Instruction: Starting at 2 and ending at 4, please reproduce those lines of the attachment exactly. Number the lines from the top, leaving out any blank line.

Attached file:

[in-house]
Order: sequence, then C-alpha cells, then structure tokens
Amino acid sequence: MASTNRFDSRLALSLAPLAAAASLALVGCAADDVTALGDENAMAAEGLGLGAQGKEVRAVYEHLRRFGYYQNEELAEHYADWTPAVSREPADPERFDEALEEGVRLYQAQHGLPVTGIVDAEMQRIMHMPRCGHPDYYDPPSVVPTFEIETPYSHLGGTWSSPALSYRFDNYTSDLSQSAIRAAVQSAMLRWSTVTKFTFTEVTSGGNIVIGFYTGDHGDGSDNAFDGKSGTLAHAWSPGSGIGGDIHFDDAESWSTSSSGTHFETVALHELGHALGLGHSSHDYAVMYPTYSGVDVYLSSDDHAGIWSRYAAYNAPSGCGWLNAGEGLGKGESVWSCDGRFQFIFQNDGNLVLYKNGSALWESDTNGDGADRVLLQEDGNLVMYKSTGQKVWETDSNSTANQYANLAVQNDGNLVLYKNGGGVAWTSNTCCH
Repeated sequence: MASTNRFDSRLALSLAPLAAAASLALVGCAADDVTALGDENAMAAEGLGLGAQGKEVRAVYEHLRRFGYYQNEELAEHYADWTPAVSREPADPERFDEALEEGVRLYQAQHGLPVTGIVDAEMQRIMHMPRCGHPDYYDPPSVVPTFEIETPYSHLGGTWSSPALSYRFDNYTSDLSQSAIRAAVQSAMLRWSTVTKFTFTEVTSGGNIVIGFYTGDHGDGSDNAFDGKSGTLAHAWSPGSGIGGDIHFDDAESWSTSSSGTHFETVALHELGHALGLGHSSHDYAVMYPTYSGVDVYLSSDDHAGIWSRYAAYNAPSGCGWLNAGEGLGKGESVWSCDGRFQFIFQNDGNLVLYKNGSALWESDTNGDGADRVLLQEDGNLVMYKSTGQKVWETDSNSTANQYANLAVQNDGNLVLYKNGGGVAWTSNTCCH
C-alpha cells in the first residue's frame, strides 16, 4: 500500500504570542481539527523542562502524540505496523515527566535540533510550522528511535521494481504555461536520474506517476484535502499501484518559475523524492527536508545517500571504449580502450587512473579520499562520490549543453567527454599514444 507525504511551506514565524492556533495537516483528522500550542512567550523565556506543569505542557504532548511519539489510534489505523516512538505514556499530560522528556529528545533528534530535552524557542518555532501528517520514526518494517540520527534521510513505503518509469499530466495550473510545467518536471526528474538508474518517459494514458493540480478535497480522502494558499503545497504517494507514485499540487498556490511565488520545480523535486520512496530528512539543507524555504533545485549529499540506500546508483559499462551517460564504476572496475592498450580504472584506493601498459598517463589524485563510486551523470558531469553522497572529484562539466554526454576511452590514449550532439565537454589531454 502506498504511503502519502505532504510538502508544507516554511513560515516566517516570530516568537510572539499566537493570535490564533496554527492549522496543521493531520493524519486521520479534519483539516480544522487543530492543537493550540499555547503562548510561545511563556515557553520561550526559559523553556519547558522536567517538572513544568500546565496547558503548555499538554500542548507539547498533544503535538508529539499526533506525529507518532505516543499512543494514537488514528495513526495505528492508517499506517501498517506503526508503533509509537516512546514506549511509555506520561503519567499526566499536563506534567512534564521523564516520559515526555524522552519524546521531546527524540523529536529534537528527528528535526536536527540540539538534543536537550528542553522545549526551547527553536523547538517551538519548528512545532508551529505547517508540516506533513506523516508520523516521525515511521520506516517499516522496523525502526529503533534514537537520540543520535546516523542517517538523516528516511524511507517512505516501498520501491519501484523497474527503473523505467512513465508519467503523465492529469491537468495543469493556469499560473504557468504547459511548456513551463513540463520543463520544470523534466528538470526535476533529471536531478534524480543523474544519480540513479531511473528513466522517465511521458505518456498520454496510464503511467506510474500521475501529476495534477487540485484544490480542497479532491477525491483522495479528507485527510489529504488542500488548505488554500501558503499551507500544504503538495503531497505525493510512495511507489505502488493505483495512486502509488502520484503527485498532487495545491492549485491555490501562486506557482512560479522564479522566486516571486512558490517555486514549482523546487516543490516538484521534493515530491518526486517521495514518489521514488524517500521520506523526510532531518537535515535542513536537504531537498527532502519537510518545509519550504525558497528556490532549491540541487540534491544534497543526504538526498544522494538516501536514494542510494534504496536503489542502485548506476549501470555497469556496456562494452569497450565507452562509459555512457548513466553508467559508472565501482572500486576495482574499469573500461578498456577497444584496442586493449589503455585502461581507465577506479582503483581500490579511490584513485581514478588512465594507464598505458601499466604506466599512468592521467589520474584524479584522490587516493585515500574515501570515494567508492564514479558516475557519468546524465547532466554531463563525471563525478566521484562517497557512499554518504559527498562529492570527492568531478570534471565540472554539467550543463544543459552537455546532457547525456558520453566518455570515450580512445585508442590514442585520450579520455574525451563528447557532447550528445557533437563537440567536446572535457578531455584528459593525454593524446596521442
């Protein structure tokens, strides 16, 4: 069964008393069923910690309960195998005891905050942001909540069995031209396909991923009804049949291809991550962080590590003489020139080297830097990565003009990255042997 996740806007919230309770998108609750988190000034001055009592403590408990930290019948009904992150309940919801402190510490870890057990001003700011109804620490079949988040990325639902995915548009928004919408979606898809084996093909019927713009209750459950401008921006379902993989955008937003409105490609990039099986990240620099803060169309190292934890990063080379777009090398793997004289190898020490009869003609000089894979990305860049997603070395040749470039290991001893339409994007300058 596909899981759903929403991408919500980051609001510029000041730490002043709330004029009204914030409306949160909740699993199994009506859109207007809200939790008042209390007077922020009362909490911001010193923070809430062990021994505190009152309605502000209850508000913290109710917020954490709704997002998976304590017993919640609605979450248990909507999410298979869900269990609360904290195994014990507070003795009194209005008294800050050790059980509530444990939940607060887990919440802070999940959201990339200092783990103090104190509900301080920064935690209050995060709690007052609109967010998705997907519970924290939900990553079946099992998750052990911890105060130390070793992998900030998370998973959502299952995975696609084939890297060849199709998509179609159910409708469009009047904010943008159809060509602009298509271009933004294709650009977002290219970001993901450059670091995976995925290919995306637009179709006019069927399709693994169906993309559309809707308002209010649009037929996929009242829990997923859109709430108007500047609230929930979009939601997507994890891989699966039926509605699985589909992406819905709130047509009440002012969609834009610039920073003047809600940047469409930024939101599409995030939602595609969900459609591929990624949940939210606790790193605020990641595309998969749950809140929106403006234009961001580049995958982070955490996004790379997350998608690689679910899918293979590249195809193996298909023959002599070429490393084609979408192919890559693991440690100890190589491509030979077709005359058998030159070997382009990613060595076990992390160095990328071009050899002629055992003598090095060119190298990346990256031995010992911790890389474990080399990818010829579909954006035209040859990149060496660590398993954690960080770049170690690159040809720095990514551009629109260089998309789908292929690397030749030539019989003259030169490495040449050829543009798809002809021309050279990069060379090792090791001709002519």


Order: sequence, then C-alpha cells, then structure tokens
Amino acid sequence: MASTNRFDSRLALSLAPLAAAASLALVGCAADDVTALGDENAMAAEGLGLGAQGKEVRAVYEHLRRFGYYQNEELAEHYADWTPAVSREPADPERFDEALEEGVRLYQAQHGLPVTGIVDAEMQRIMHMPRCGHPDYYDPPSVVPTFEIETPYSHLGGTWSSPALSYRFDNYTSDLSQSAIRAAVQSAMLRWSTVTKFTFTEVTSGGNIVIGFYTGDHGDGSDNAFDGKSGTLAHAWSPGSGIGGDIHFDDAESWSTSSSGTHFETVALHELGHALGLGHSSHDYAVMYPTYSGVDVYLSSDDHAGIWSRYAAYNAPSGCGWLNAGEGLGKGESVWSCDGRFQFIFQNDGNLVLYKNGSALWESDTNGDGADRVLLQEDGNLVMYKSTGQKVWETDSNSTANQYANLAVQNDGNLVLYKNGGGVAWTSNTCCH
Repeated sequence: MASTNRFDSRLALSLAPLAAAASLALVGCAADDVTALGDENAMAAEGLGLGAQGKEVRAVYEHLRRFGYYQNEELAEHYADWTPAVSREPADPERFDEALEEGVRLYQAQHGLPVTGIVDAEMQRIMHMPRCGHPDYYDPPSVVPTFEIETPYSHLGGTWSSPALSYRFDNYTSDLSQSAIRAAVQSAMLRWSTVTKFTFTEVTSGGNIVIGFYTGDHGDGSDNAFDGKSGTLAHAWSPGSGIGGDIHFDDAESWSTSSSGTHFETVALHELGHALGLGHSSHDYAVMYPTYSGVDVYLSSDDHAGIWSRYAAYNAPSGCGWLNAGEGLGKGESVWSCDGRFQFIFQNDGNLVLYKNGSALWESDTNGDGADRVLLQEDGNLVMYKSTGQKVWETDSNSTANQYANLAVQNDGNLVLYKNGGGVAWTSNTCCH